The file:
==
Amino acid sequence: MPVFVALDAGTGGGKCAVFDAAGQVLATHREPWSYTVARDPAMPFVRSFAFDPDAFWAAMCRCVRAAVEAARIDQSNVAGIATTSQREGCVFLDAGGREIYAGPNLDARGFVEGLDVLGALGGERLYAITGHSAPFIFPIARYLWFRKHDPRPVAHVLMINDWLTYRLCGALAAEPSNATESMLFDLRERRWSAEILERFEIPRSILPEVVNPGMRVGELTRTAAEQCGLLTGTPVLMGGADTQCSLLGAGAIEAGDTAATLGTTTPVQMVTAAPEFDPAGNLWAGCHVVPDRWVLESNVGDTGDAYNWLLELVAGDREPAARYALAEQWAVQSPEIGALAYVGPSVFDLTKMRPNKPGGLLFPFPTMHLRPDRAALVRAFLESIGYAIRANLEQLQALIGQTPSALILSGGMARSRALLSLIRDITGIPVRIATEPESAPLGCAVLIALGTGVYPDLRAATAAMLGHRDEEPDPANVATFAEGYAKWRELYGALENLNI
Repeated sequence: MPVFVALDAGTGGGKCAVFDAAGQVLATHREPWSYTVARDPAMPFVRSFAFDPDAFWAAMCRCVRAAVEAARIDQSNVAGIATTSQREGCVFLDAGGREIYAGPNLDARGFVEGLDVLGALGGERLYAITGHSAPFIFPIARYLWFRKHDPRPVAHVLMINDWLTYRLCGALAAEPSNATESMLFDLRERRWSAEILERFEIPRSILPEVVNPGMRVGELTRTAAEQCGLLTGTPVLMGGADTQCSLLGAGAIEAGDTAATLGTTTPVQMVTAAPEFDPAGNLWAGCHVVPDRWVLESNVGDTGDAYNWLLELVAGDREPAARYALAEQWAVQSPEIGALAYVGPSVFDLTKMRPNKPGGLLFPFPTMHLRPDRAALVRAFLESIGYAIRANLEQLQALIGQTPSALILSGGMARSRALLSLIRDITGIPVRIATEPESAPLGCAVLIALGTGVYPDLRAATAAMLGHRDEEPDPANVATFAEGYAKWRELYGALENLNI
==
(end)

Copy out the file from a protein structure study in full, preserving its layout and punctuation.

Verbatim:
Amino acid sequence: MPVFVALDAGTGGGKCAVFDAAGQVLATHREPWSYTVARDPAMPFVRSFAFDPDAFWAAMCRCVRAAVEAARIDQSNVAGIATTSQREGCVFLDAGGREIYAGPNLDARGFVEGLDVLGALGGERLYAITGHSAPFIFPIARYLWFRKHDPRPVAHVLMINDWLTYRLCGALAAEPSNATESMLFDLRERRWSAEILERFEIPRSILPEVVNPGMRVGELTRTAAEQCGLLTGTPVLMGGADTQCSLLGAGAIEAGDTAATLGTTTPVQMVTAAPEFDPAGNLWAGCHVVPDRWVLESNVGDTGDAYNWLLELVAGDREPAARYALAEQWAVQSPEIGALAYVGPSVFDLTKMRPNKPGGLLFPFPTMHLRPDRAALVRAFLESIGYAIRANLEQLQALIGQTPSALILSGGMARSRALLSLIRDITGIPVRIATEPESAPLGCAVLIALGTGVYPDLRAATAAMLGHRDEEPDPANVATFAEGYAKWRELYGALENLNI
Repeated sequence: MPVFVALDAGTGGGKCAVFDAAGQVLATHREPWSYTVARDPAMPFVRSFAFDPDAFWAAMCRCVRAAVEAARIDQSNVAGIATTSQREGCVFLDAGGREIYAGPNLDARGFVEGLDVLGALGGERLYAITGHSAPFIFPIARYLWFRKHDPRPVAHVLMINDWLTYRLCGALAAEPSNATESMLFDLRERRWSAEILERFEIPRSILPEVVNPGMRVGELTRTAAEQCGLLTGTPVLMGGADTQCSLLGAGAIEAGDTAATLGTTTPVQMVTAAPEFDPAGNLWAGCHVVPDRWVLESNVGDTGDAYNWLLELVAGDREPAARYALAEQWAVQSPEIGALAYVGPSVFDLTKMRPNKPGGLLFPFPTMHLRPDRAALVRAFLESIGYAIRANLEQLQALIGQTPSALILSGGMARSRALLSLIRDITGIPVRIATEPESAPLGCAVLIALGTGVYPDLRAATAAMLGHRDEEPDPANVATFAEGYAKWRELYGALENLNI